THE PRESIDENT: He voted against many of the weapons systems critical to our defense build-up.


THE PRESIDENT: History has shown that Senator Kerry was wrong and President Reagan was right. (Applause.)

When former President Bush led a coalition against Saddam Hussein in 1991, Senator Kerry voted against the use of force to liberate Kuwait.


THE PRESIDENT: If his view had prevailed, Saddam Hussein today would dominate the Middle East and possess the world's most dangerous weapons. History has shown that Senator Kerry was wrong and former President Bush was right. (Applause.)

In 1994, just one year after the first bombing of the World Trade Center, Senator Kerry proposed massive cuts in America's intelligence budget, so massive that even his Massachusetts colleague, Ted Kennedy, opposed them.


THE PRESIDENT: History has shown that Senator Kerry was wrong, and -- we've got to be fair -- Senator Kennedy was right. (Applause.)

Just last year, American troops in Iraq and Afghanistan needed $87 billion for body armor and hazard pay, vehicles, weapons, and bullets. First, Senator Kerry said it would irresponsible to vote against the troops, then he voted against the troops.


THE PRESIDENT: You might remember, perhaps, the most famous quote of the 2004 campaign when he said, "I actually did vote for the $87 billion, before I voted against it." (Applause.) History has shown that Senator Kerry was right, then wrong -- (laughter) -- then briefly right, and wrong again. (Applause.) Since then, on the $87 billion, my opponent has said the whole thing is a complicated matter. There's nothing complicated about supporting our troops in combat. (Applause.)

During the last 20 years, in key moments of challenge and decision for America, Senator Kerry has chosen the position of weakness and inaction. With that record he stands in opposition, not just to me, but to the great tradition of the Democratic Party. The party of Franklin Roosevelt, and Harry Truman, and John Kennedy is rightly remembered for confidence and resolve in times of war and hours of crisis. Senator Kerry has turned his back on "pay any price," and "bear any burden." He's replaced those commitments with, "wait and see," and "cut and run."


THE PRESIDENT: Many Democrats in this country do not recognize their party anymore. Today, I want to speak to every one of them. If you believe that America should lead with strength and purpose and confidence in our ideals, I would be honored to have your support, and I'm asking for your vote. (Applause.)

All the differences I outlined today add up to one big difference, and it's important for our fellow citizens to understand that difference. Senator Kerry says that September the 11th did not change him much at all.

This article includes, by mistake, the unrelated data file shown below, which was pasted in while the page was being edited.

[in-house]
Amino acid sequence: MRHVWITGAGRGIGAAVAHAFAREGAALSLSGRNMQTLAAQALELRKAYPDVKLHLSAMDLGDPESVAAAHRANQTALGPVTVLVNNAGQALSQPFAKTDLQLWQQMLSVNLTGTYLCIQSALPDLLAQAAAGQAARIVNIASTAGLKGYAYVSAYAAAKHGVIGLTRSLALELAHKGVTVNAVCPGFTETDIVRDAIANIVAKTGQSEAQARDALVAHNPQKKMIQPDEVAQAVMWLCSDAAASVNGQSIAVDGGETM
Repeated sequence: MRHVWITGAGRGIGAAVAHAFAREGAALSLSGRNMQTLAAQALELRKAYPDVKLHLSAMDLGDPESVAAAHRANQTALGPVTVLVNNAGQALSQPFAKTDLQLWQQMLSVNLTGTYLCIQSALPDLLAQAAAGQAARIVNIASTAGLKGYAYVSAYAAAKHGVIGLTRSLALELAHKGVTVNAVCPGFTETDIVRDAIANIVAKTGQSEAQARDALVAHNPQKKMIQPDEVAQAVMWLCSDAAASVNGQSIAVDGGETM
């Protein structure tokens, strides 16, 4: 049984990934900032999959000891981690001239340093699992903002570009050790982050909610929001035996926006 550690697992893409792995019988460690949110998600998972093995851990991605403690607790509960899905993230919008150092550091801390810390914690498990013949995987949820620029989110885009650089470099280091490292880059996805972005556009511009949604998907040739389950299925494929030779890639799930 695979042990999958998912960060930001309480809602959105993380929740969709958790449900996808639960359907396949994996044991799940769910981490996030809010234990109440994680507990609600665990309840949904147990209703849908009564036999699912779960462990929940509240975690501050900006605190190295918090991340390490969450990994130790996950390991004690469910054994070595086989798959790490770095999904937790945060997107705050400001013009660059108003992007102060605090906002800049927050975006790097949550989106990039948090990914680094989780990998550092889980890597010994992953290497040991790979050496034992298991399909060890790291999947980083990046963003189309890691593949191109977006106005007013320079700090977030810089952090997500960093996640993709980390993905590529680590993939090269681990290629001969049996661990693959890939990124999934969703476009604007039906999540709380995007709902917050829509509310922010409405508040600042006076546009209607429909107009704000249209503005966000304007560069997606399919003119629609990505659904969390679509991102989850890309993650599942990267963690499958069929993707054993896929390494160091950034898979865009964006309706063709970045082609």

THE PRESIDENT: His policies make that clear. He says the war on terror is primarily a law enforcement and intelligence-gathering operation.


THE PRESIDENT: His top foreign policy advisor says the war is just like a metaphor, like the war on poverty. The Senator's goal is to go back to the mind-set of the 1990s, when terrorism was seen as a nuisance and was fought with subpoenas and a few cruise missiles.


THE PRESIDENT: There's a major problem with that. The calm -- the year of calm he longs for was only a shallow illusion of peace. We now know that throughout the 1990s, the terrorists were training and plotting against us. They saw our complacency as weakness. And so their plans became more ambitious, and their attacks became more deadly, until, finally, the Twin Towers became Ground Zero, and the Pentagon was in flames.

My outlook was changed on September the 11th. A few days after the attacks I stood with Rudy, where buildings fell. I will never forget the evil of our enemy, and the suffering of our people. I know we are fighting a war. And I remember the workers in the hard hats there at Ground Zero, yelling at me at the top of their lungs, "Whatever it takes." A fellow grabbed me by the arm and he looked me in the eye and he said, "Do not let me down." (Applause.) From that day forward, I've gotten up every morning thinking about how to better protect our country. I will never relent in defending America, whatever it takes. (Applause.)

In a new term we will finish the work we have started. We will stand against terror, and stand for freedom and peace we all want. (Applause.) And on November the 2nd, my fellow Americans, I ask you to stand with me. (Applause.) God bless. On to victory. Thank you all. (Applause.)

END 3:36 P.M. CDT